These problems are even further amplified in catalytic converter systems having catalytic support structures greater than 35 mm in diameter because a larger structure implies a larger outer housing which, in turn, implies a larger gap expansion between the fragile support structure and housing at elevated temperatures due to the larger thermal expansion of the housing with respect to the fragile support structure. Under normal operating conditions, a minimum effective holding pressure for the support element or mat of approximately 2 psi is sufficient to prevent the fragile structure from being dislodged and damaged. The effective mat holding pressure is defined as the mat holding pressure multiplied by the coefficient of friction of the mat/fragile structure interface. The coefficient of friction of typical mat products is approximately 0.45 in the in-use condition. The mounting mat, therefore, is required to have a sufficient residual minimum holding pressure after 200 cycles of testing at a nominal temperature of 900°C of at least 4 psi, and after 1000 cycles of testing at a nominal temperature of 900°C of at least 4 psi. More preferably, the support element (i.e., mounting mat) should have a minimum holding pressure after 200 cycles of testing at the nominal 900°C temperature of at least 10 psi. When tested after 1000 cycles at 900°C, the support .mat should more preferably have a minimum holding pressure of at least 6 psi, and even more preferably, at least 12 psi. Still further, the support element should exhibit predictable and acceptable degradation with high temperature exposure and mechanical cycling, meaning the ply or plies should preferably exhibit a regular pattern of degradation of no more than about 1 psi per 100 cycles after about 600 cycles.
Most of the mounting mats, heretofore, have attempted to overcome the degradation and thermal cycling problems by using extremely expensive, high alumina
refractory ceramic fibers which add significantly to the cost of the production of the mounting mat. These refractory ceramic fibers are made from an aqueous solution or a colloidal dispersion that is called an "organosol" or a "sol gel". While ceramic fibers formed by sol gel processes may offer a high degree of resiliency needed for mounting monolithic structures, their high cost have forced manufacturers to seek other, less expensive solutions.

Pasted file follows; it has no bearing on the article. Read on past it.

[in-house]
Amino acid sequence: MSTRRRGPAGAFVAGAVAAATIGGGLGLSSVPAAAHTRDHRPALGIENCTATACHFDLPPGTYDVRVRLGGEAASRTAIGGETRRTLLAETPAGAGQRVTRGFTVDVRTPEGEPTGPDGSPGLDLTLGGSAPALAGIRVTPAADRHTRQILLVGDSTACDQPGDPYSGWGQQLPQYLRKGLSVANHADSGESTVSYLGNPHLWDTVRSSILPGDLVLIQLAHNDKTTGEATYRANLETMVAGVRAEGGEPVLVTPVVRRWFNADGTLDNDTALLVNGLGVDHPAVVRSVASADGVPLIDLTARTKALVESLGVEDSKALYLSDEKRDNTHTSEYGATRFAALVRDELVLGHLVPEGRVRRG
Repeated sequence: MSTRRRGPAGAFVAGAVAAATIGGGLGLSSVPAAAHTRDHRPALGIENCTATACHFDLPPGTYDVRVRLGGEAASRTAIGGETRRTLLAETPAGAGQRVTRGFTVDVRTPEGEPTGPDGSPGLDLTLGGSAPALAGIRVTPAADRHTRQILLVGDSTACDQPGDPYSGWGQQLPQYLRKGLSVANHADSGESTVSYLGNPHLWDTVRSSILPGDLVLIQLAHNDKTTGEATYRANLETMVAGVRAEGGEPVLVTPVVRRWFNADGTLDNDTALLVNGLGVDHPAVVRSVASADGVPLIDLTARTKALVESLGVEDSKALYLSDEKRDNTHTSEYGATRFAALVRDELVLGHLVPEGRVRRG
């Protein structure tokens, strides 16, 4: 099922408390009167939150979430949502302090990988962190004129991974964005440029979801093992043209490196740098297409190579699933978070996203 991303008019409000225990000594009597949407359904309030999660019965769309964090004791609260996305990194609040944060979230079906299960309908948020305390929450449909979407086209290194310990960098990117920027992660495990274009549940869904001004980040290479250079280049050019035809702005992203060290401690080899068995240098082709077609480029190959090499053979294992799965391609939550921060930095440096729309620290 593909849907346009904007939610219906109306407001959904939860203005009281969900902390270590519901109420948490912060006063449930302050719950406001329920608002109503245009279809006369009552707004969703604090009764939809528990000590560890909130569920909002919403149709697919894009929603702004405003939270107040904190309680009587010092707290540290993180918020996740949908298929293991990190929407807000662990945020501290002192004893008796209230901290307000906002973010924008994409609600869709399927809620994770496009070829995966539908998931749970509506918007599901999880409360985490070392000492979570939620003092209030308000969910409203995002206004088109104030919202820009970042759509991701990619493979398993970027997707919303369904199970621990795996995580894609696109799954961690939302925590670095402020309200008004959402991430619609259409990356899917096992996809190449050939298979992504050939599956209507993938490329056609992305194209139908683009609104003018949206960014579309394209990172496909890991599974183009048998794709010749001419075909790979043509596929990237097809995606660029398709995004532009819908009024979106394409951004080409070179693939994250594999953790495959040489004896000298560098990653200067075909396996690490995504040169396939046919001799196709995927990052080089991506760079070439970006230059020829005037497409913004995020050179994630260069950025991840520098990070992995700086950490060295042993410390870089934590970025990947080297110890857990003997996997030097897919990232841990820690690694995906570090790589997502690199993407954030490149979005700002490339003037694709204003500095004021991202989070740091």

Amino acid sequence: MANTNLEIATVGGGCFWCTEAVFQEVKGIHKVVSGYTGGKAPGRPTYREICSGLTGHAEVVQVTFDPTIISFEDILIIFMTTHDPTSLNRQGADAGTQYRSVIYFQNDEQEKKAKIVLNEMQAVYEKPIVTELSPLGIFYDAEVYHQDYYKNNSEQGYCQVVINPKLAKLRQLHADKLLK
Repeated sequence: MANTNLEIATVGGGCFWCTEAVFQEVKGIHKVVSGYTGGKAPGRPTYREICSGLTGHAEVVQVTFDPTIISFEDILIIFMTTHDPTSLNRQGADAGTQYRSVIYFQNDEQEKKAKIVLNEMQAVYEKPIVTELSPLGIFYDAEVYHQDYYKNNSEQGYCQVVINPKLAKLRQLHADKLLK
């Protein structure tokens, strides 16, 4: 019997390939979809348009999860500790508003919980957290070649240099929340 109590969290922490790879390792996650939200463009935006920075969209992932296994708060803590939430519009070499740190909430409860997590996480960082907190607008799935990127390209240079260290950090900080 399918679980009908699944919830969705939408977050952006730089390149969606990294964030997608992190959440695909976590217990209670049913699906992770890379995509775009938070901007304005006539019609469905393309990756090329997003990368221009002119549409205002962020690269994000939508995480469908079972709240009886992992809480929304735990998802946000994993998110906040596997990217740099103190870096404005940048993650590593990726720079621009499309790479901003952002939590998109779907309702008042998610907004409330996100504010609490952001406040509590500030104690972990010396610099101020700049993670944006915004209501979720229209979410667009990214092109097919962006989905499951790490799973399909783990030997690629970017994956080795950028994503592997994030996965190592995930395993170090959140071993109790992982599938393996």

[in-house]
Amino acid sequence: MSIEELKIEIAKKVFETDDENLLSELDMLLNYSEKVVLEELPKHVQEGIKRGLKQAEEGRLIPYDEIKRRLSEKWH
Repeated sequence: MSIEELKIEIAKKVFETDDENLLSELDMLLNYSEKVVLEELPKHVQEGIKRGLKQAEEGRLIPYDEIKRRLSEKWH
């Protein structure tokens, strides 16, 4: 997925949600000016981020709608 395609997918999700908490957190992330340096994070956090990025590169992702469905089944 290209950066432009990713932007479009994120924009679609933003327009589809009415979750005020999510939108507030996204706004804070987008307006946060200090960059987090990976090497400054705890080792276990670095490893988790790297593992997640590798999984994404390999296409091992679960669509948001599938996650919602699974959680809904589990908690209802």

For instances, some manufacturers of mounting or support mats have resorted to expensive preprocessing such as stitch binding prior to installation of the mat. In other instances, the mounting material used may be required to be used in combination with other mounting materials, such as intumescent sheets and backing layers, in order to 'provide sufficient strength for handleability and for resiliency. These mounting materials are generally very thick and lack the structural integrity necessary, and may even require being handled in a bag to prevent crumbling. They are also difficult to cut to size for installation, and further must be compressed substantially to fit enough material needed for supportive mounting within the gap between the catalyst support structure and the housing. Consequently, "flashing" commonly occurs, with excess material being squeezed out of the housing.
As an alternative .to using sol gel-derived, refractory ceramic fibers, attempts have been made to form the ceramic fibers using melt processing techniques. However, conventional melt-formed ceramic fibers typically contain shot, on the order of 30 to 60 percent, and have been deemed not suitable for the particular application of a mounting mat within a catalytic converter or other similar device. Although it is possible to treat the fibers to reduce the shot content to as low as 5 percent, at least some patents, such as U.S. Patent Nos. 4,929,429, 5,028,397 and 5,250,269, have suggested that these
treated fibers still lack the requisite resiliency and, therefore, are not capable of providing the necessary holding pressure at a nominal temperature of 900°C.
However, at least one patent has attempted to overcome these shortfalls with melt-formed refractory ceramic fibers. U.S. Patent No. 5,250,269 teaches that a mounting mat may have the requisite resiliency values if it is produced using a particular annealing process to form substantially amorphous refractory ceramic fibers for the mat. By "substantially amorphous" is meant that no crystallinity can be detected by x-ray diffraction. In order to obtain this result, U.S. Patent No. 5,250,269 specifies that annealing temperatures of at least 700°C and less than 990°C are required to achieve a substantially amorphous melt-formed ceramic fiber. It is suggested that the annealing process provides for suitable ceramic fibers having sufficient resiliency values, regardless of the amount of shot contained therein. The particular type of melt processed fibers employed, i.e., melt blown fibers or melt spun fibers, is not disclosed in Patent No. 5,250,269.